Gardens Can Help Rebuild Stolen Community: Part I by Jake Sell Hicks

Rochester is one of those American cities that’s small and hip, and, at the same time, too big for many to understand, with a history as troublesome as any other. I say this because Rochester can be cast in different lights. It can be an up-and-coming technological business center and cultural oasis, or it can be a down-and-out rust belt city, deemed hypersegregated. In the last two months since I moved back to Rochester, I have focused on two things: what divides Rochester and what keeps it divided, and urban agriculture and community gardens. My interest in the latter largely stemmed form the former, because I see community gardens as possible spaces for large-scale healing.

A Seat at The Table?

Before getting into that, I’d like to address some of Rochester’s history. Yes, Rochester has been home to Kodak, Xerox, and many other business people who funneled money into the neighborhoods. Imagine that the city was more like your high school, that the cliques and friend groups weren’t just the kids who like a certain type of music one side of the cafeteria and those who played sports on another and the geeks on another. Instead, imagine that your school had a river running straight down the middle, with all the rich, white business owners’ kids and their friends on one side with whole tables to themselves, full of organic foods, and all the poor, dislocated, Youth of Color with nonideal family situations on the other, with tables falling apart, the school refusing to acknowledge the issue, chips and soda being the most readily available consumable. That’s sort of the story of Rochester.

Add to this picture the typical economic drivers of American cities, such as automobile infrastructure, corporate office buildings, real estate and rent economies, etc. If you begin to understand the picture I’m painting here, it’s very asymmetrical. With oil paints, once you muddy colors, it’s very difficult to lighten them, and impossible to brighten until after they dry, which may take months or years. Half of the painting of Rochester is very dark and muddy, and the other half is very clear, bright, and colorful. This is no secret history, no secret state of affairs here in the present: redlining is acknowledged by most cities now, but here we are, witnessing a pretty substantial rent strike, involving scores of lower income renters whose buildings have hundreds of longstanding code violations.

A Tale of Two Cities

Because of the above general institutions that drove a wedge in the city, as well as the thousands of minute dividing agents, such as personal ego, fear for self and family, media-driven stereotyping, and consumer-based isolation (think about social interactions before and after the TV became a household item), Rochester’s neighborhoods are, in many ways, splintered. There are friendly neighbors, of course, but there are also gentrifiers, urban planning groups, 9-to-5 minimum wage-working single parents, thousands of previously incarcerated people with too little support, the mentally distraught, and teachers who live in the suburbs, but work in the city schools, to name just a few of the actors in this play where almost everyone is running away from each other.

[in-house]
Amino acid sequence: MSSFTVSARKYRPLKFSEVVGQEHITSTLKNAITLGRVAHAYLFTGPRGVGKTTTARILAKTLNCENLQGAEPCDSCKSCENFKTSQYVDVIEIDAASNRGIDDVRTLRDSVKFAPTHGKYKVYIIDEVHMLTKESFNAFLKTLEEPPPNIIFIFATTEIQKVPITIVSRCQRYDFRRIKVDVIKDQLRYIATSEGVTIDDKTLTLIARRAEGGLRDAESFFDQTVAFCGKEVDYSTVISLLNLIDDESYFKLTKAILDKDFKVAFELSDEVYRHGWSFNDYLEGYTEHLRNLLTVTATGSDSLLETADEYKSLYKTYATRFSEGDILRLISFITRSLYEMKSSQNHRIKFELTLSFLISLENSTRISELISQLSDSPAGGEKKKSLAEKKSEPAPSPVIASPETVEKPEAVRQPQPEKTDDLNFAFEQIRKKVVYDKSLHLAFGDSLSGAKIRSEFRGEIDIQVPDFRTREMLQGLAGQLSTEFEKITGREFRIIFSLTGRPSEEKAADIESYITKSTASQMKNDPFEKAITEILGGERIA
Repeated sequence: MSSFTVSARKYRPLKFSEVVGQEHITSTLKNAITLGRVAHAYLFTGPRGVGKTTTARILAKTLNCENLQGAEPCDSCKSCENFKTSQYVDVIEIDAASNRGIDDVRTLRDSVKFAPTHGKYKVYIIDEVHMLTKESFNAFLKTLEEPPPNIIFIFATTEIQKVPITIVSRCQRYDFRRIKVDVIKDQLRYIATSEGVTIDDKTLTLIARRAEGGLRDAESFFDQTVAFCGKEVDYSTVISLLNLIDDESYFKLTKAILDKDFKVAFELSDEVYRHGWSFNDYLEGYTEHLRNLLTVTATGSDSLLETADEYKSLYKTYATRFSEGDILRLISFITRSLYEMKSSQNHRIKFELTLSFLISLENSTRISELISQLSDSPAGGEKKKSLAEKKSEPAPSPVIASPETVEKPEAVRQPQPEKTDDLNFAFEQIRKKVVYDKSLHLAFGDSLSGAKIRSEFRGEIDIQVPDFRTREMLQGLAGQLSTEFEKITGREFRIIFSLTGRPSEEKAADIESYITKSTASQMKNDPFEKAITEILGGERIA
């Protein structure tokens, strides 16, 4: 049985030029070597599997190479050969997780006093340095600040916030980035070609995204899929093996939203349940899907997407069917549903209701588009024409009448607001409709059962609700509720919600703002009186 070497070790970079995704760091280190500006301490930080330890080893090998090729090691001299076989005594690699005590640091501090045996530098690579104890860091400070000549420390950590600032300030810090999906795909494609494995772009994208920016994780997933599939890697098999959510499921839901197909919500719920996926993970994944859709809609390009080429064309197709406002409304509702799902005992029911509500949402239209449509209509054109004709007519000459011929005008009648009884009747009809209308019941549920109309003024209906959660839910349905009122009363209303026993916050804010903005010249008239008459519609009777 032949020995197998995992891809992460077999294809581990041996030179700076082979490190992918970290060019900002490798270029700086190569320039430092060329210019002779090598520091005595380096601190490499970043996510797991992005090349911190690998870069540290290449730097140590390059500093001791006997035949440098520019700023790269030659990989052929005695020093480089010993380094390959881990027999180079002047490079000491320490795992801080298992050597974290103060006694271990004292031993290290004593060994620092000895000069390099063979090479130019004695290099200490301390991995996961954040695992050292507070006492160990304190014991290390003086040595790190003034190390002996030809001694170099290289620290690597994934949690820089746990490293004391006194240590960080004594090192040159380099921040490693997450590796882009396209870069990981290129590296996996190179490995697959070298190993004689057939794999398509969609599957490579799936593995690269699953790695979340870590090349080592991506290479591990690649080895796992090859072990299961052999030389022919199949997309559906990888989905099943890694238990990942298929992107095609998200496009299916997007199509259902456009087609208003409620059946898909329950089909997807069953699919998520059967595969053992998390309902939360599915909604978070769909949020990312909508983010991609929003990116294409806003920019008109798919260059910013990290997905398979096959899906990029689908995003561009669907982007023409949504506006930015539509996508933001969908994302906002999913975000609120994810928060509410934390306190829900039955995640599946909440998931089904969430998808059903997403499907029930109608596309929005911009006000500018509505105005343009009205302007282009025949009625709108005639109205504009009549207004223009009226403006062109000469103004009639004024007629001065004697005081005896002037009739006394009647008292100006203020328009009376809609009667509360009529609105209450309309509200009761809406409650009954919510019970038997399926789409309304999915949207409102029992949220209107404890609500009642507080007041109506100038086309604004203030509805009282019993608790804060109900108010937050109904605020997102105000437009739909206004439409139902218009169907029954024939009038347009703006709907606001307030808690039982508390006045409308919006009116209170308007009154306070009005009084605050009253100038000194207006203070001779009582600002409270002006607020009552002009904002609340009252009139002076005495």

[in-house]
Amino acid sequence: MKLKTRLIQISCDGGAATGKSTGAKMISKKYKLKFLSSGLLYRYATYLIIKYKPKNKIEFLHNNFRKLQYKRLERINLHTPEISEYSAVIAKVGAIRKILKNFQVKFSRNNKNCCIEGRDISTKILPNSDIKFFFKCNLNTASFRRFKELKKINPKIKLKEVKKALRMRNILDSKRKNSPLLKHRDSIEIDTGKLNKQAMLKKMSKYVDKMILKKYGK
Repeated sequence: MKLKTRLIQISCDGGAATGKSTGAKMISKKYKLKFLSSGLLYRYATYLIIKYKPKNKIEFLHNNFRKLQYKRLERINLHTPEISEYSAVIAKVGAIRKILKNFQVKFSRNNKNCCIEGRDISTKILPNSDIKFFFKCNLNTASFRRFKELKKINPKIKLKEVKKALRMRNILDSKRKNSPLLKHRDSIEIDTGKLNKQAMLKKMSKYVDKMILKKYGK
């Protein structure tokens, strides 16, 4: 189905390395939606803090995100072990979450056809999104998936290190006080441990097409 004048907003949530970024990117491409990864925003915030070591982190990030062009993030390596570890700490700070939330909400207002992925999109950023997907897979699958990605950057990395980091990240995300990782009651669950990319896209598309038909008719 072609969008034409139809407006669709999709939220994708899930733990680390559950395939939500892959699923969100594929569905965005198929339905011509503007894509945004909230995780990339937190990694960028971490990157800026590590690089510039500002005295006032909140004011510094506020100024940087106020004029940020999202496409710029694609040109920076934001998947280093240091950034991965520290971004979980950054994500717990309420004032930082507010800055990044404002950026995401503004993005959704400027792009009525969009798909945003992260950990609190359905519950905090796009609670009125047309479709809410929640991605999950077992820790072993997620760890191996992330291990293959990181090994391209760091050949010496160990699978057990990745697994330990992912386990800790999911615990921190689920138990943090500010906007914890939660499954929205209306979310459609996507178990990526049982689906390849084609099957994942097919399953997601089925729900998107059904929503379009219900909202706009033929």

This is the same play in activist circles, which are the new cliques. Surprise, both the head cheerleader and the poorest kid in school like Taylor Swift: people who want to make change get so tied up in where they are or where they come from (their neighborhood group, shopping at Wegmans on East Ave vs. at Price Right two blocks away, the “best” school for their kids), that they forget about the big picture. There are groups on the West side doing the same exact thing as groups on the East side, but they will typically never interact, never join forces for the same goal, perhaps never even learn about the other’s existence. The farther we all get from one another, the harder it is to hear each other’s stories. And this is Rochester. There are forces at play here, no doubt, and we must understand those, but addressing something like Capitalism or Neoliberalism or even the city’s development projects that no one wants seems so very impossible. And the beauty is that we don’t have to; the juggernaut does not have to be wrestled, it can be dismantled. But how?…. Stay tuned for part II tomorrow

About Jake Sell Hicks

Jake was born and raised in Northern New York, but has lived in Oakland, SF, Seattle, Rochester, and spent many months at a time traveling in Europe, North America, and the Islands. He’s on a constant quest for meaning, justice, and hope. Some of his previous jobs include TransAmerican Tour Guide, Big Tech Company Business Consultant, Flower Garden Designer, Bike Messenger, and Conservation Photographer. Volunteering, editing photos, and networking occupy most of his time at the moment, while he waits to hear back on postgrad admissions in Social & Political Theory. Passions include queer theories, historicization, feminism, postcapitalism, critical race theory, and the global South.

Connect with Jake on LinkedIn, Facebook, Instagram, or through Email



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